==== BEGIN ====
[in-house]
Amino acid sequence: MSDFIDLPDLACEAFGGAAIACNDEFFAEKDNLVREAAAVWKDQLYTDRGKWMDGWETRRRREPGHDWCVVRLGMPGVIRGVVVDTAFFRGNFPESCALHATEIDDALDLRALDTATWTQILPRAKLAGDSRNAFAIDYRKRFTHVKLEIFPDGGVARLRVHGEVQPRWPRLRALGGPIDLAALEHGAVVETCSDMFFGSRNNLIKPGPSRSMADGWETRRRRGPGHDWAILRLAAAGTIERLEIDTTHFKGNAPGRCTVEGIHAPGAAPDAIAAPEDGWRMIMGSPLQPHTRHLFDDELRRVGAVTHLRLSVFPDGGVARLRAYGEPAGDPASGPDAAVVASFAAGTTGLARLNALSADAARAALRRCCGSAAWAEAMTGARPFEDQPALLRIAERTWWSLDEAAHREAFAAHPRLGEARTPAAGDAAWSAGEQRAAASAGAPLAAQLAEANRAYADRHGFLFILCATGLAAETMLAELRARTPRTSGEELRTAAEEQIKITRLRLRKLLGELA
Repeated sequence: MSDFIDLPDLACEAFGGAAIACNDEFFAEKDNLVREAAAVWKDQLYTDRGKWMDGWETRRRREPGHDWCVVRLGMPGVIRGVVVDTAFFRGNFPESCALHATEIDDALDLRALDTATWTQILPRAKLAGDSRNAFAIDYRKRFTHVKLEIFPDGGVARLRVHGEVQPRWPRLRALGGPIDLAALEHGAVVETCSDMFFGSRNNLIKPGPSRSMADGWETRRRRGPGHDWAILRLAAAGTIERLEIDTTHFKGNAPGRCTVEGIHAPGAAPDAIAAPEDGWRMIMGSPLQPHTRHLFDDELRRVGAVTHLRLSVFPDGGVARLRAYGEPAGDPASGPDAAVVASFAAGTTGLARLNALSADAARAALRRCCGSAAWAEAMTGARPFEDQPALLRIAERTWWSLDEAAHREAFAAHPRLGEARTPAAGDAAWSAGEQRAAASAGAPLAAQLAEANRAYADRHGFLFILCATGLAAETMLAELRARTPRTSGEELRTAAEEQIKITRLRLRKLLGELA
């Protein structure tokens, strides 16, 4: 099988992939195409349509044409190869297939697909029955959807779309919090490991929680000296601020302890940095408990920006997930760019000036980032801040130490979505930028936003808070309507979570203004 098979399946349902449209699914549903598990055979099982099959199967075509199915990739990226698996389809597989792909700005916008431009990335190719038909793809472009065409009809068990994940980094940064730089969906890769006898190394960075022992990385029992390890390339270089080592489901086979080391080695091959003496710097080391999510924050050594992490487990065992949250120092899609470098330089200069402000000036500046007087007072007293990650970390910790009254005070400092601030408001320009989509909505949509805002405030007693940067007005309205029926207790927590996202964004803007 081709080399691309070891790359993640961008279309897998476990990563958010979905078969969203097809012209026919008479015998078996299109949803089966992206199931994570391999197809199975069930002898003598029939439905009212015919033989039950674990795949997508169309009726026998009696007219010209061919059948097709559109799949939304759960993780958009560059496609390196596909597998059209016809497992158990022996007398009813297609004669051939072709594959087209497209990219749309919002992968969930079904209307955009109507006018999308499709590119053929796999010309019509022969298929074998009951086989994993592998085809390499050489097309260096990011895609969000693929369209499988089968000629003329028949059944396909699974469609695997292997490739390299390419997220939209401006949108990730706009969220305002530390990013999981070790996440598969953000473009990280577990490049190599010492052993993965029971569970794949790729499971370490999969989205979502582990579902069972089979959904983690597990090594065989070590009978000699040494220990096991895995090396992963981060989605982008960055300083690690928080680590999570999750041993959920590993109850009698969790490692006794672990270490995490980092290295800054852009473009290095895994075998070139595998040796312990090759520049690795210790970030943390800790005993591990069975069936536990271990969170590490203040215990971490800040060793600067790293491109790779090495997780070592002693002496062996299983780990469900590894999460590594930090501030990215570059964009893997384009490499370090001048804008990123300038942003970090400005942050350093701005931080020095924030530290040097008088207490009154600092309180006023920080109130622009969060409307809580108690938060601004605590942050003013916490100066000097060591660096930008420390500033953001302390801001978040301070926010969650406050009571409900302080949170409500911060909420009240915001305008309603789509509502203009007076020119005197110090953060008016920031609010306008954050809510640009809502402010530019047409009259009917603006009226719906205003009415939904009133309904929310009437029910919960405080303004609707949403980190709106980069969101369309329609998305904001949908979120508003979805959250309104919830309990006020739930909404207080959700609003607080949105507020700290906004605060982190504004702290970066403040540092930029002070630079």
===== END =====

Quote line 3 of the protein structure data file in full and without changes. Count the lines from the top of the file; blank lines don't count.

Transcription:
Repeated sequence: MSDFIDLPDLACEAFGGAAIACNDEFFAEKDNLVREAAAVWKDQLYTDRGKWMDGWETRRRREPGHDWCVVRLGMPGVIRGVVVDTAFFRGNFPESCALHATEIDDALDLRALDTATWTQILPRAKLAGDSRNAFAIDYRKRFTHVKLEIFPDGGVARLRVHGEVQPRWPRLRALGGPIDLAALEHGAVVETCSDMFFGSRNNLIKPGPSRSMADGWETRRRRGPGHDWAILRLAAAGTIERLEIDTTHFKGNAPGRCTVEGIHAPGAAPDAIAAPEDGWRMIMGSPLQPHTRHLFDDELRRVGAVTHLRLSVFPDGGVARLRAYGEPAGDPASGPDAAVVASFAAGTTGLARLNALSADAARAALRRCCGSAAWAEAMTGARPFEDQPALLRIAERTWWSLDEAAHREAFAAHPRLGEARTPAAGDAAWSAGEQRAAASAGAPLAAQLAEANRAYADRHGFLFILCATGLAAETMLAELRARTPRTSGEELRTAAEEQIKITRLRLRKLLGELA